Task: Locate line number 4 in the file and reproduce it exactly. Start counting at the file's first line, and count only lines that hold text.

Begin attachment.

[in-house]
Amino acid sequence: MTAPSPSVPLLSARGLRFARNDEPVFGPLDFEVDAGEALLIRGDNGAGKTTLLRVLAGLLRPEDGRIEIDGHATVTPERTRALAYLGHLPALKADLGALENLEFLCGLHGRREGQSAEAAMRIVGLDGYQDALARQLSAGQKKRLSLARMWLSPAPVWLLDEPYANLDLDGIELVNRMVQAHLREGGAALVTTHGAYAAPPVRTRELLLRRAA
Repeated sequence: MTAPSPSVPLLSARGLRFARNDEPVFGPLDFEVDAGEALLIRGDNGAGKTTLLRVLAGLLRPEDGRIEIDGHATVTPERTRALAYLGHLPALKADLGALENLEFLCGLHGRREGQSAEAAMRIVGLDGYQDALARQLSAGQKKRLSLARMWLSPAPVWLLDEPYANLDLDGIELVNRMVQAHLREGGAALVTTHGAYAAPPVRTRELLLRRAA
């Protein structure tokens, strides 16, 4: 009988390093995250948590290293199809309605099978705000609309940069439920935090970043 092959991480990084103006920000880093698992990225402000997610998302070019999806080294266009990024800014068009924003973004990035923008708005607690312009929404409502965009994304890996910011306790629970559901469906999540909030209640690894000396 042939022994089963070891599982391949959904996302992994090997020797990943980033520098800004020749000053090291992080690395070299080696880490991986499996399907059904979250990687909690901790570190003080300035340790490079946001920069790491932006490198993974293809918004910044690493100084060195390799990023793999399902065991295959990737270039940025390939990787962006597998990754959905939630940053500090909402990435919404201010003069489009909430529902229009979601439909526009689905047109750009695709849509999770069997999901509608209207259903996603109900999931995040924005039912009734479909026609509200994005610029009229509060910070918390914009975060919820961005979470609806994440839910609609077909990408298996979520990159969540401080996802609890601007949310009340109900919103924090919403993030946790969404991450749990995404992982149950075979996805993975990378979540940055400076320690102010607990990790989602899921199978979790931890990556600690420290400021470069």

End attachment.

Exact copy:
């Protein structure tokens, strides 16, 4: 009988390093995250948590290293199809309605099978705000609309940069439920935090970043 092959991480990084103006920000880093698992990225402000997610998302070019999806080294266009990024800014068009924003973004990035923008708005607690312009929404409502965009994304890996910011306790629970559901469906999540909030209640690894000396 042939022994089963070891599982391949959904996302992994090997020797990943980033520098800004020749000053090291992080690395070299080696880490991986499996399907059904979250990687909690901790570190003080300035340790490079946001920069790491932006490198993974293809918004910044690493100084060195390799990023793999399902065991295959990737270039940025390939990787962006597998990754959905939630940053500090909402990435919404201010003069489009909430529902229009979601439909526009689905047109750009695709849509999770069997999901509608209207259903996603109900999931995040924005039912009734479909026609509200994005610029009229509060910070918390914009975060919820961005979470609806994440839910609609077909990408298996979520990159969540401080996802609890601007949310009340109900919103924090919403993030946790969404991450749990995404992982149950075979996805993975990378979540940055400076320690102010607990990790989602899921199978979790931890990556600690420290400021470069």